The Miracle of Bees
The next time you find yourself dodging a bee, reflect upon the miracle of what this tiny creature produces. Once considered food for the gods, reserved for royalty and the rich, honey has crossed centuries of our imaginations and our taste buds.
How bees make honey is a rather straightforward but fascinating process. The bees gather nectar from a flower which mixes with enzymes in their saliva to make honey. Once the bees have returned to their hive, they deposit the substance into cells in the hive’s walls. Excess moisture is removed by the fluttering of the bees’ wings, making it ready for consumption.
The variety of honey is limited only by what grows in a given area. The taste and texture of honey is determined by where the bee gathers its nectar and its color can range from white to golden, to deep red or even shades of brown and black.
Raw honey offers the most health benefits, containing a combination of glucose and fructose and small amounts of proteins, amino acids, antioxidants, vitamins and minerals. Raw honey is also believed to have antimicrobial properties and may benefit wound healing. When honey crystallizes, avoid heating it in a microwave, which may destroy its beneficial properties — instead, heat the container in a small pan with water.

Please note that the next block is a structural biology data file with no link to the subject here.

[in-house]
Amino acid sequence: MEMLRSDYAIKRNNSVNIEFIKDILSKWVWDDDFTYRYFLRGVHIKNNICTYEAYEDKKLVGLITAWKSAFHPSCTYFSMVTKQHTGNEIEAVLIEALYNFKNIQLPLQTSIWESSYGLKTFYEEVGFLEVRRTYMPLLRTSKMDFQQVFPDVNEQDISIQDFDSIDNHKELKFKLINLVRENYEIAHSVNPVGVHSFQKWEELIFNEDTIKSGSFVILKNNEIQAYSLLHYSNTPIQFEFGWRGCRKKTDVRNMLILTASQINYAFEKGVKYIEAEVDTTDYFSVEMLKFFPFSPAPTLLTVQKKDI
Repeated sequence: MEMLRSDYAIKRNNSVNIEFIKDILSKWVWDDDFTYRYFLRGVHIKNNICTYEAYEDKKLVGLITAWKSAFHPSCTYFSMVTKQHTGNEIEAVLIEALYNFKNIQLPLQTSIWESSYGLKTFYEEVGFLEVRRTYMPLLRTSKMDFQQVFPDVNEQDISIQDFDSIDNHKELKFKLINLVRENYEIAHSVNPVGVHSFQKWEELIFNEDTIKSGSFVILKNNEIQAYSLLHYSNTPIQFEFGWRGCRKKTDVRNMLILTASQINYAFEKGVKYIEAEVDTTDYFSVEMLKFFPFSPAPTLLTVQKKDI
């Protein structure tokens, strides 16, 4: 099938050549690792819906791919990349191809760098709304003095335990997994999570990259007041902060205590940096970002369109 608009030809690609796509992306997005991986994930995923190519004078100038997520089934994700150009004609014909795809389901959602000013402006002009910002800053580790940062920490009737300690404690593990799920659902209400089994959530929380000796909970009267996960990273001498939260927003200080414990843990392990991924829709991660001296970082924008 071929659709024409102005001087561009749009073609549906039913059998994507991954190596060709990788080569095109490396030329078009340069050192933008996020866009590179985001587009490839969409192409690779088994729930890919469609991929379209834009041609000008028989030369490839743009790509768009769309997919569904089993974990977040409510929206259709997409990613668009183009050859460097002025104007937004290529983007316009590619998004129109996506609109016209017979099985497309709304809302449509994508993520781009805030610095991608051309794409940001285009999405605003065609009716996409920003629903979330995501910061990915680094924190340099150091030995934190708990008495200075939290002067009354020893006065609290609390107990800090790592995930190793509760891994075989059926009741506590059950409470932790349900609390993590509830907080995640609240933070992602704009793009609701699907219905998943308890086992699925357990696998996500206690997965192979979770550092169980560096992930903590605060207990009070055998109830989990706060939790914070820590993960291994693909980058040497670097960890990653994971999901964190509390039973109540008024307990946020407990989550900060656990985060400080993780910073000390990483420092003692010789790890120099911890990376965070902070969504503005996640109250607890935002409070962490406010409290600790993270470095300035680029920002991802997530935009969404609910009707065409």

Consuming high-quality raw, local honey is also believed to lessen allergies, especially if taken a few months prior to allergy season. Raw honey often contains pollens from the plants providing nectar for the bees.
Researchers from Penn State College of Medicine found that a single dose of buckwheat honey proved more beneficial in children (aged two to 18 years) with upper respiratory tract infections of seven days or less in symptomatic relief of nocturnal cough and sleep difficulty compared to a single dose of dextromethorphan, found in many over-the-counter cough syrups like Robitussin® Pediatric Cough Suppressant. (Honey is not recommended for children under two years of age due to the risk of infantile botulism.)
Honey can be a delicious addition to tea, mixed into yogurt, drizzled over fruit or hot cereal, or used as a substitute for sugar. To replace one cup of sugar in baked goods, use one half to three-quarters cup of honey and reduce liquids by one-quarter cup. Reducing the cooking temperature by 25 degrees is also helpful since honey causes foods to brown more easily.
To find local honey sources, visit local farmers’ markets (www.certifiedfarmersmarket.ning.com) or ask your grocer if they carry raw, local honey.